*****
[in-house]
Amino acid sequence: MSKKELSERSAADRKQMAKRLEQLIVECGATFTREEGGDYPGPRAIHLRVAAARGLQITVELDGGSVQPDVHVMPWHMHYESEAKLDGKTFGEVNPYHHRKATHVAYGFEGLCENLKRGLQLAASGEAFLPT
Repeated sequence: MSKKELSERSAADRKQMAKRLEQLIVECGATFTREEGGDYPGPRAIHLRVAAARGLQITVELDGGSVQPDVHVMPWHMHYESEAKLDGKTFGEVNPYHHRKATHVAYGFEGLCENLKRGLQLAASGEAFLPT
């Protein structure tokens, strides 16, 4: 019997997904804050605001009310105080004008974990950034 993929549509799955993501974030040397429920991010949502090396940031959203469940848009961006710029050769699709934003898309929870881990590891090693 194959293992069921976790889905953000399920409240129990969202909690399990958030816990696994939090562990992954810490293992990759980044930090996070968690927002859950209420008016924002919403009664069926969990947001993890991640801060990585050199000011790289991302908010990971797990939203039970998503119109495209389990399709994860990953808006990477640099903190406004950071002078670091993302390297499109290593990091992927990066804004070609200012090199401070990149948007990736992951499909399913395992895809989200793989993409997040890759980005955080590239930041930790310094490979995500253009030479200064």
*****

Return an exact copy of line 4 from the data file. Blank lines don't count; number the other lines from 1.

């Protein structure tokens, strides 16, 4: 019997997904804050605001009310105080004008974990950034 993929549509799955993501974030040397429920991010949502090396940031959203469940848009961006710029050769699709934003898309929870881990590891090693 194959293992069921976790889905953000399920409240129990969202909690399990958030816990696994939090562990992954810490293992990759980044930090996070968690927002859950209420008016924002919403009664069926969990947001993890991640801060990585050199000011790289991302908010990971797990939203039970998503119109495209389990399709994860990953808006990477640099903190406004950071002078670091993302390297499109290593990091992927990066804004070609200012090199401070990149948007990736992951499909399913395992895809989200793989993409997040890759980005955080590239930041930790310094490979995500253009030479200064």